To derive and internally validate a clinical decision rule that will rule out major thoracic injury in adult blunt trauma patients, reducing the unnecessary use of chest computed tomographic (CT) scans.
Data were retrospectively obtained from a chart review of all trauma patients presenting to a Canadian tertiary trauma care centre from 2005 to 2008, with those from April 2006 to March 2007 being used for the validation phase. Patients were included if they had an Injury Severity Score > 12 and chest CT at admission or a documented major thoracic injury noted in the trauma database. Patients with penetrating injury, a Glasgow Coma Scale (GCS) score ≤ 8, paralysis, or age < 16 years were excluded.
There were 434 patients in the derivation group and 180 in the validation group who met the inclusion criteria. Using recursive partitioning, five clinical variables were found to be particularly predictive of injury. When these variables were normal, no patients had a major thoracic injury (sensitivity 100% [95% CI 98.4–100], specificity 46.9% [95% CI 44.2–46.9], and negative likelihood ratio 0.00 [95% CI 0.00–0.04]). The five variables were oxygen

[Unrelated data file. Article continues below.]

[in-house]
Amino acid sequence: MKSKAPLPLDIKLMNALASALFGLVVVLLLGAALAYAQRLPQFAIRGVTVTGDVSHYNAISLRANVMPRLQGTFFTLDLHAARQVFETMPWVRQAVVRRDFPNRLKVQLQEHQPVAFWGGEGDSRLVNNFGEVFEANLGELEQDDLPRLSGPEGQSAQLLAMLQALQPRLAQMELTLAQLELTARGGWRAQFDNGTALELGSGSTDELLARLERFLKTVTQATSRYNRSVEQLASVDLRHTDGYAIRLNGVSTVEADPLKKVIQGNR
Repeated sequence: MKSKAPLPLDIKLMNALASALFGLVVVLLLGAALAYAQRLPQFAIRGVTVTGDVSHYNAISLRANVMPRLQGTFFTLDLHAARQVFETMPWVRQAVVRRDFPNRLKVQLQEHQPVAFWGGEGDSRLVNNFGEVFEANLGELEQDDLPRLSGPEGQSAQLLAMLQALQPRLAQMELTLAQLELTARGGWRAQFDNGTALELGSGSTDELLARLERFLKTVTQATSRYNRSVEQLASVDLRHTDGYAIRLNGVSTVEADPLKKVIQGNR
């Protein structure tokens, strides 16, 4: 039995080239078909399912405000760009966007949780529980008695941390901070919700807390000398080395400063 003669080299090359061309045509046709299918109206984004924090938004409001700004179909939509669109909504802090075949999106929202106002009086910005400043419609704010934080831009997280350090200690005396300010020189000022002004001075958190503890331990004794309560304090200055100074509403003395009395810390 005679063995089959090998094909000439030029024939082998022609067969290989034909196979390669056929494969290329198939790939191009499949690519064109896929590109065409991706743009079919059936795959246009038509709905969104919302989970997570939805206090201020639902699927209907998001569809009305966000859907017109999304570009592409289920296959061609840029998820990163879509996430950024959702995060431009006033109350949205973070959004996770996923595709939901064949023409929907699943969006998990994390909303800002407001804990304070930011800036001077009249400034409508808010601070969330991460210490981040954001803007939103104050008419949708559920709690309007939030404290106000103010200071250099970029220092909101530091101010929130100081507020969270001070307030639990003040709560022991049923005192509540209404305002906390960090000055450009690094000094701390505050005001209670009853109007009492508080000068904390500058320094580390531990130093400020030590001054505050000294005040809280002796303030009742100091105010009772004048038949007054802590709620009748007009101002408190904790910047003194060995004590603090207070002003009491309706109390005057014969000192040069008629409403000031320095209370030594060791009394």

saturation (< 95% on room air or < 98% on any supplemental oxygen), chest radiograph, respiratory rate ≥ 25, chest auscultation, and thoracic palpation (SCRAP). In the validation group, the same five variables had a sensitivity of 100% (95% CI 96.2–100%), a specificity of 44.7% (95% CI 39.5–44.7%), and negative likelihood ratio of 0.00 (95% CI 0.00–0.10). Conclusions:
In major blunt trauma with a GCS score > 8, the SCRAP variables have a 100% sensitivity for major thoracic injury in this retrospective study. These findings need to be prospectively validated prior to use in a clinical setting.